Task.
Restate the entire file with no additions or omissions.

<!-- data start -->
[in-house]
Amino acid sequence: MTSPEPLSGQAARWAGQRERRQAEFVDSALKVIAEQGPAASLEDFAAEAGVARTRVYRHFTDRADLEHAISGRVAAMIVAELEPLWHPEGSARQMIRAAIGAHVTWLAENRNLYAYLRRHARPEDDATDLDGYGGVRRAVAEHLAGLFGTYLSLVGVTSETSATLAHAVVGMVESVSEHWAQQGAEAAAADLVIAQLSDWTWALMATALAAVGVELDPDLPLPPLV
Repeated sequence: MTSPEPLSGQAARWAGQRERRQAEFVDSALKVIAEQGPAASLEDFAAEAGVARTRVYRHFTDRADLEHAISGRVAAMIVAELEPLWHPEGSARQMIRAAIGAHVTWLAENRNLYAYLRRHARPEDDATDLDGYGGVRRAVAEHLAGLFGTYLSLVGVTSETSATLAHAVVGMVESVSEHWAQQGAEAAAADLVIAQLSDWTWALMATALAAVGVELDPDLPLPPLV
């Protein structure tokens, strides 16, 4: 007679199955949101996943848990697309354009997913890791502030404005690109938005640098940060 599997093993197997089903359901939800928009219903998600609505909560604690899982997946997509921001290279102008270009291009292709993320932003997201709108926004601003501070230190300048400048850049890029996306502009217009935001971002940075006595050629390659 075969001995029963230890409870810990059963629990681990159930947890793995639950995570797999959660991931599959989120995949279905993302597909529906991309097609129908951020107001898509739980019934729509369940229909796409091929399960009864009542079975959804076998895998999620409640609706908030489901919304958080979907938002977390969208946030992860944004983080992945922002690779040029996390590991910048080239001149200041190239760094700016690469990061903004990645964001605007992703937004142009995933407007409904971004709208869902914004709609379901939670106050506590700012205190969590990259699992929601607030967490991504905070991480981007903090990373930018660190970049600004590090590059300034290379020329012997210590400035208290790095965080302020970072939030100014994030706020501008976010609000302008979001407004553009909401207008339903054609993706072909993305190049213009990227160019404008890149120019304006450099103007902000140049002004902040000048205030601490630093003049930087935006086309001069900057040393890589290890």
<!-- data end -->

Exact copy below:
[in-house]
Amino acid sequence: MTSPEPLSGQAARWAGQRERRQAEFVDSALKVIAEQGPAASLEDFAAEAGVARTRVYRHFTDRADLEHAISGRVAAMIVAELEPLWHPEGSARQMIRAAIGAHVTWLAENRNLYAYLRRHARPEDDATDLDGYGGVRRAVAEHLAGLFGTYLSLVGVTSETSATLAHAVVGMVESVSEHWAQQGAEAAAADLVIAQLSDWTWALMATALAAVGVELDPDLPLPPLV
Repeated sequence: MTSPEPLSGQAARWAGQRERRQAEFVDSALKVIAEQGPAASLEDFAAEAGVARTRVYRHFTDRADLEHAISGRVAAMIVAELEPLWHPEGSARQMIRAAIGAHVTWLAENRNLYAYLRRHARPEDDATDLDGYGGVRRAVAEHLAGLFGTYLSLVGVTSETSATLAHAVVGMVESVSEHWAQQGAEAAAADLVIAQLSDWTWALMATALAAVGVELDPDLPLPPLV
């Protein structure tokens, strides 16, 4: 007679199955949101996943848990697309354009997913890791502030404005690109938005640098940060 599997093993197997089903359901939800928009219903998600609505909560604690899982997946997509921001290279102008270009291009292709993320932003997201709108926004601003501070230190300048400048850049890029996306502009217009935001971002940075006595050629390659 075969001995029963230890409870810990059963629990681990159930947890793995639950995570797999959660991931599959989120995949279905993302597909529906991309097609129908951020107001898509739980019934729509369940229909796409091929399960009864009542079975959804076998895998999620409640609706908030489901919304958080979907938002977390969208946030992860944004983080992945922002690779040029996390590991910048080239001149200041190239760094700016690469990061903004990645964001605007992703937004142009995933407007409904971004709208869902914004709609379901939670106050506590700012205190969590990259699992929601607030967490991504905070991480981007903090990373930018660190970049600004590090590059300034290379020329012997210590400035208290790095965080302020970072939030100014994030706020501008976010609000302008979001407004553009909401207008339903054609993706072909993305190049213009990227160019404008890149120019304006450099103007902000140049002004902040000048205030601490630093003049930087935006086309001069900057040393890589290890």